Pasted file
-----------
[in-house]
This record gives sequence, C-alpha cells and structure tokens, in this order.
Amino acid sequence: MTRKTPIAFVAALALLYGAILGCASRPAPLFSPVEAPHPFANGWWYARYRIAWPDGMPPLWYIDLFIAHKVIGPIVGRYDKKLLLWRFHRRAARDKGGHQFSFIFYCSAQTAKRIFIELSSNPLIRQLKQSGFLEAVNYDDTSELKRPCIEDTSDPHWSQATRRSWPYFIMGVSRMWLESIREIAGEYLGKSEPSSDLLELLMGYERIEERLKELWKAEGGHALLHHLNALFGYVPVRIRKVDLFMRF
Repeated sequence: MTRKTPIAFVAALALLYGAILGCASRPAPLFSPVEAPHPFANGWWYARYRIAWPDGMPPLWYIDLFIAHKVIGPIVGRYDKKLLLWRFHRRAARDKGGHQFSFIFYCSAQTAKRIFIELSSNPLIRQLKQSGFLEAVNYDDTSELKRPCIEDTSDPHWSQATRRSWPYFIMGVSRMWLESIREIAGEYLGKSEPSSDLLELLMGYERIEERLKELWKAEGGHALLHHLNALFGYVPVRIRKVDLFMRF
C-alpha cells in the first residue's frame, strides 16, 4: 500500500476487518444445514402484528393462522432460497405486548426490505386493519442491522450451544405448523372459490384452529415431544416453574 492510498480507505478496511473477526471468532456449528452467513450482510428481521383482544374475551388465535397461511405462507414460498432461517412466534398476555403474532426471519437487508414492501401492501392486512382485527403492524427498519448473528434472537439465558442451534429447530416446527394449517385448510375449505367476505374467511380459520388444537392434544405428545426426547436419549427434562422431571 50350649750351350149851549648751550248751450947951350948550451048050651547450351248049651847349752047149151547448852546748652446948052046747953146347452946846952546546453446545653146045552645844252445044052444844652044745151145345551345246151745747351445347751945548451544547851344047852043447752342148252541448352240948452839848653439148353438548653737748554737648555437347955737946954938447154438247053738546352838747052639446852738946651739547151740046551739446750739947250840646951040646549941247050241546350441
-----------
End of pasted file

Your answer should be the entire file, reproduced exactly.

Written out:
[in-house]
This record gives sequence, C-alpha cells and structure tokens, in this order.
Amino acid sequence: MTRKTPIAFVAALALLYGAILGCASRPAPLFSPVEAPHPFANGWWYARYRIAWPDGMPPLWYIDLFIAHKVIGPIVGRYDKKLLLWRFHRRAARDKGGHQFSFIFYCSAQTAKRIFIELSSNPLIRQLKQSGFLEAVNYDDTSELKRPCIEDTSDPHWSQATRRSWPYFIMGVSRMWLESIREIAGEYLGKSEPSSDLLELLMGYERIEERLKELWKAEGGHALLHHLNALFGYVPVRIRKVDLFMRF
Repeated sequence: MTRKTPIAFVAALALLYGAILGCASRPAPLFSPVEAPHPFANGWWYARYRIAWPDGMPPLWYIDLFIAHKVIGPIVGRYDKKLLLWRFHRRAARDKGGHQFSFIFYCSAQTAKRIFIELSSNPLIRQLKQSGFLEAVNYDDTSELKRPCIEDTSDPHWSQATRRSWPYFIMGVSRMWLESIREIAGEYLGKSEPSSDLLELLMGYERIEERLKELWKAEGGHALLHHLNALFGYVPVRIRKVDLFMRF
C-alpha cells in the first residue's frame, strides 16, 4: 500500500476487518444445514402484528393462522432460497405486548426490505386493519442491522450451544405448523372459490384452529415431544416453574 492510498480507505478496511473477526471468532456449528452467513450482510428481521383482544374475551388465535397461511405462507414460498432461517412466534398476555403474532426471519437487508414492501401492501392486512382485527403492524427498519448473528434472537439465558442451534429447530416446527394449517385448510375449505367476505374467511380459520388444537392434544405428545426426547436419549427434562422431571 50350649750351350149851549648751550248751450947951350948550451048050651547450351248049651847349752047149151547448852546748652446948052046747953146347452946846952546546453446545653146045552645844252445044052444844652044745151145345551345246151745747351445347751945548451544547851344047852043447752342148252541448352240948452839848653439148353438548653737748554737648555437347955737946954938447154438247053738546352838747052639446852738946651739547151740046551739446750739947250840646951040646549941247050241546350441